By Rajesh Ganatra Let's take a look at the thirty stocks that make up the Dow Jones Industrial Average: Let's also take a look at some of the milestones of the NASDAQ Composite: Hello fellow investors, we hear about a lot of financial terms so let's take a look at some of them and what they mean: The Wilshire 5000 Total Market Index is a market-capitalization-weighted index of all of the stocks traded on U.S. Stock Markets. Let's take a look at how it has done since the Reagan era --- The Mumbai Sensex started CY2012 at 15,494 and had several closes above 18,000 during February 2012. Subsequently, there was a lull and the index sold off to the low 17,000s during July 2012 and then had a sharp run-up to the 18,500s during mid-September 2012 due to a global rally generated by actions taken by the US Federal Reserve (see below). Therefore, despite all of the volatility, the Sensex has had a very successful year - up nearly 20 percent. From March 2010 - September 2012, the Reserve Bank of India (RBI) raised India's benchmark interest rate via a series of 13 rate increases - this was a result of extremely high inflation.
Let's also take a look at the thirty stocks that comprise the Mumbai Sensex:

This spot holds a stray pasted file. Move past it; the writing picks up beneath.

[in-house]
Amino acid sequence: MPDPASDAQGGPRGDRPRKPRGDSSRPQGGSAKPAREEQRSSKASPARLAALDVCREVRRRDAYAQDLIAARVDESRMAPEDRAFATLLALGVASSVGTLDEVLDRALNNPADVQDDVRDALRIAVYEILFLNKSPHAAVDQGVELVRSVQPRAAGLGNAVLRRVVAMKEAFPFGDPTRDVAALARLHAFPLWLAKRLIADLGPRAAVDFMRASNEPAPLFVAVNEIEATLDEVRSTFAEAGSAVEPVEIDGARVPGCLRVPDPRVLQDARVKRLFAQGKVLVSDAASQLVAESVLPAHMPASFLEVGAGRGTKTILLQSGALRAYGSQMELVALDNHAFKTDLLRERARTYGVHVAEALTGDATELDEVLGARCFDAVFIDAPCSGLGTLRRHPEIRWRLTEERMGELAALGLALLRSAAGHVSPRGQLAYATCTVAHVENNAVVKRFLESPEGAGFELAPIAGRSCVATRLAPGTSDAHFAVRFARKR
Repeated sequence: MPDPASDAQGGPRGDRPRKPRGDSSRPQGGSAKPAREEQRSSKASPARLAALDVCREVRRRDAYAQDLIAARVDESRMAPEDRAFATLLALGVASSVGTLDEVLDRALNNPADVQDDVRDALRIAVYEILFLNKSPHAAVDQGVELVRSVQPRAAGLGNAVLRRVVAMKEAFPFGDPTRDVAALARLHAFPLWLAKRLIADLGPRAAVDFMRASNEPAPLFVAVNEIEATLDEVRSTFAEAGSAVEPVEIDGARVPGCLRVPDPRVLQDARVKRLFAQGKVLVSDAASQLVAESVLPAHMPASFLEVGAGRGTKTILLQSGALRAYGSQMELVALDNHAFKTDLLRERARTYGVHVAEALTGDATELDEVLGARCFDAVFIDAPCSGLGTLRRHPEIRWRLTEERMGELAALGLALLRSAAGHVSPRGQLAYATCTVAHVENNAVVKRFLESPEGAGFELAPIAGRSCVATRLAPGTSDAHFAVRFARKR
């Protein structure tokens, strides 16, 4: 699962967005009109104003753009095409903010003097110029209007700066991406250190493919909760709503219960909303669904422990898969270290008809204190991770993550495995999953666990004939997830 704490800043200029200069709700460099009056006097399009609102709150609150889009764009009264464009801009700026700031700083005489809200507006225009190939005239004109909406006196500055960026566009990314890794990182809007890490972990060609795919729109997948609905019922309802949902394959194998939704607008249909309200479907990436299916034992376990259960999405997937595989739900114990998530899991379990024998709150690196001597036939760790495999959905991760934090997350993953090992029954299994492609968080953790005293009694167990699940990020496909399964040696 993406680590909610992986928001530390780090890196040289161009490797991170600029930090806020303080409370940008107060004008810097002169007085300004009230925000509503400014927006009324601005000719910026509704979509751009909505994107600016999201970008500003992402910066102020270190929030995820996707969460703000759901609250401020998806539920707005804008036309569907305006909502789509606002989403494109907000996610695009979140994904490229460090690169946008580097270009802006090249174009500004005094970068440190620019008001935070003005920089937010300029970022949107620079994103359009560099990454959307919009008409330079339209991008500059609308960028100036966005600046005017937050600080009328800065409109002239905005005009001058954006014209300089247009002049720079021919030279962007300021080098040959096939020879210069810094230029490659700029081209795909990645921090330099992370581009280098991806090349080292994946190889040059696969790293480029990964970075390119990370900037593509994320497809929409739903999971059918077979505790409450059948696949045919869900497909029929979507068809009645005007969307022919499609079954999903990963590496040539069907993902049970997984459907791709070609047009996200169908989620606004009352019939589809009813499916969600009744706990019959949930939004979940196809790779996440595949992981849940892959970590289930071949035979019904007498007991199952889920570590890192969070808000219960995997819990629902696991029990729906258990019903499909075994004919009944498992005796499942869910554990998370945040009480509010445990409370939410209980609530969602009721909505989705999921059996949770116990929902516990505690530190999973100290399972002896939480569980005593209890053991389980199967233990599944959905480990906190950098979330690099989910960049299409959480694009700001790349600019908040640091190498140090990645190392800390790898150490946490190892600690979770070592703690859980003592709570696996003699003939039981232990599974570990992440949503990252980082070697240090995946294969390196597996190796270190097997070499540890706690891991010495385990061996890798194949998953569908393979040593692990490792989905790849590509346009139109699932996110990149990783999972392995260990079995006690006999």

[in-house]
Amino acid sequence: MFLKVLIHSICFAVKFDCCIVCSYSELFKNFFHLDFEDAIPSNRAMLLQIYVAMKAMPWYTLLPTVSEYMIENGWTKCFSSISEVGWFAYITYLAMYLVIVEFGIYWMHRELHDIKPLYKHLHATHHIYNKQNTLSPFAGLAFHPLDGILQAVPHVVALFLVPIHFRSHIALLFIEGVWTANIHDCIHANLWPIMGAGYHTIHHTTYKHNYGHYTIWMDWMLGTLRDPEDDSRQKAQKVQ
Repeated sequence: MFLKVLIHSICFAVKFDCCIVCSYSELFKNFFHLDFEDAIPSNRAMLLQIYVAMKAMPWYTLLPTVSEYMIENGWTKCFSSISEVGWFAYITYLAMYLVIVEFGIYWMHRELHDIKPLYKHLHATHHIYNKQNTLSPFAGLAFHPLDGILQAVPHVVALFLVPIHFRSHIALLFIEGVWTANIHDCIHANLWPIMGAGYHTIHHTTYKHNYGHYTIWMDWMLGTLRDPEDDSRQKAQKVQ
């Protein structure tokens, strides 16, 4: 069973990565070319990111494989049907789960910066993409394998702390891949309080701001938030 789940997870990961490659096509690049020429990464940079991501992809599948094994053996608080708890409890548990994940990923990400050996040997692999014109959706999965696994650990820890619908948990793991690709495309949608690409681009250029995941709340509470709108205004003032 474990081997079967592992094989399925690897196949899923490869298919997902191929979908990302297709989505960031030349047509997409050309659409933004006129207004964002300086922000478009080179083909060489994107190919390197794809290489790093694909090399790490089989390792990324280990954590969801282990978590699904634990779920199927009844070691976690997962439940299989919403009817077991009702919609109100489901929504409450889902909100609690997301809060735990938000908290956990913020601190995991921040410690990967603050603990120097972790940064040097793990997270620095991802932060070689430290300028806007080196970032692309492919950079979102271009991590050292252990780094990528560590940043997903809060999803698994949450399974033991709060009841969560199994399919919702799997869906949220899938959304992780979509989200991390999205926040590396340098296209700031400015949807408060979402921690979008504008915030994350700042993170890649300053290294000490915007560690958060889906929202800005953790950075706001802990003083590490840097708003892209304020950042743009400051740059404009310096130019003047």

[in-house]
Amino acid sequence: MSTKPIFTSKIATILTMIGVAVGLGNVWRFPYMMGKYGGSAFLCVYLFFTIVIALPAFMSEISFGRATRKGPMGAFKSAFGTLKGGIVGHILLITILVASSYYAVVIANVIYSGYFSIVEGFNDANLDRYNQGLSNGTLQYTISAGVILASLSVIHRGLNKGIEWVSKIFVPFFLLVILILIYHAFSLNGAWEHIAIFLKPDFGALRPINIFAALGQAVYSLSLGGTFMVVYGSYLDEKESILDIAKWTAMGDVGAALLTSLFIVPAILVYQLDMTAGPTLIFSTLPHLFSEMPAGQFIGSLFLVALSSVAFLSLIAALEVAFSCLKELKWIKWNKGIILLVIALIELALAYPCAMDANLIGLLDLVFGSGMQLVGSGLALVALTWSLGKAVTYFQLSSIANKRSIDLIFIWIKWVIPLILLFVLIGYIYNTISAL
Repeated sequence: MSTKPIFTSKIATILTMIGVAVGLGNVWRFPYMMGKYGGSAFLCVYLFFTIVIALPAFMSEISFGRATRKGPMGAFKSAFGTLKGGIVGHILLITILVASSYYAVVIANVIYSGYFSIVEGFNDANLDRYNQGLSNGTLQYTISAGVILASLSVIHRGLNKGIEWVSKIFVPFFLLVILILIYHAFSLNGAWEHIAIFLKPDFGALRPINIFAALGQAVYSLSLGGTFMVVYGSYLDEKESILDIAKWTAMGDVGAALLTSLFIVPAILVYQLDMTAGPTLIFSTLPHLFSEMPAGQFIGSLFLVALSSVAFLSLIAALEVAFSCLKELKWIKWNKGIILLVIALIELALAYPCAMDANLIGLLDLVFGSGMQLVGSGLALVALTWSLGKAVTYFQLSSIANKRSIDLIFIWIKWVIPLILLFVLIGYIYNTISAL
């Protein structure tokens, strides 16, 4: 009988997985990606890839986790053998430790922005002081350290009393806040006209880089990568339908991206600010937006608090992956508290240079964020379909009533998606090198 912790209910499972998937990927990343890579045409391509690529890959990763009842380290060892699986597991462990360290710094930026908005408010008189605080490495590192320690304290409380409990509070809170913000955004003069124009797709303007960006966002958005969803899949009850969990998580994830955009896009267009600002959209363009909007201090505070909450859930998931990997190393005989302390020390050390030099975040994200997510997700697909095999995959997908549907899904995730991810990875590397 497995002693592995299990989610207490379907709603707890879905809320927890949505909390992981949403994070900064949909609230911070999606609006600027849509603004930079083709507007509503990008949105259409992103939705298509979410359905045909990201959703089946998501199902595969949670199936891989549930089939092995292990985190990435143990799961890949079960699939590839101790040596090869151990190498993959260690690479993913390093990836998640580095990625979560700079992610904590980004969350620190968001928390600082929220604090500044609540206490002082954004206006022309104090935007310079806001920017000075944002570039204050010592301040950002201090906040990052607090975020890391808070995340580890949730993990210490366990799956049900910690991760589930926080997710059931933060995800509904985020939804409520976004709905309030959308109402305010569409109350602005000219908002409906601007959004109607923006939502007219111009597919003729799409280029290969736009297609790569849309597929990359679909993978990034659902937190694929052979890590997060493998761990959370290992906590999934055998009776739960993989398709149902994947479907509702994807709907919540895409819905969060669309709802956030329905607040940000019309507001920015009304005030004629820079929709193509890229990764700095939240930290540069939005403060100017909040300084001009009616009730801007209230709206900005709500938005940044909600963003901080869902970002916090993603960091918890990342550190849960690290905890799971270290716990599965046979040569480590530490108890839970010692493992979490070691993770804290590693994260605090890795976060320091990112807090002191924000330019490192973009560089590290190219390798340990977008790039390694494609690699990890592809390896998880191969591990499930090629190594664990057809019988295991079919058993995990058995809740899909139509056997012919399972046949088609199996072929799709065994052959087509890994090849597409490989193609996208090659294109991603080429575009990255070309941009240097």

Acid Test - A stern measure of a company's ability to pay its short term debts, in that stock is excluded from asset value. (liquid assets/current liabilities) Also referred to as the "Quick Ratio".
Baby Bells - A common nickname given to the U.S. regional telephone companies that were formed from the breakup of AT&T ("Ma Bell") in 1984. Baby Bells were created in accordance with antitrust legislation, which is designed to create more competition within the industry.
Back Door Listing - A strategy of going public used by a company that fails to meet the criteria for listing on a stock exchange. To get onto the exchange, the company desiring to go public acquires an already listed company.
CAC 40 - The French stock market index that tracks the 40 largest French stocks based on market capitalization on the Paris Bourse (stock exchange)
Call Date - The date on which a bond can be redeemed before maturity. If the issuer feels there is a benefit to refinancing the issue, the bond may be redeemed on the call date at par or at a small premium to par
Call Premium - 1. The dollar amount over the par value of a callable fixed-income debt security that is given to holders when the security is called by the issuer. 2. The amount the purchaser of a call option must pay to the writer.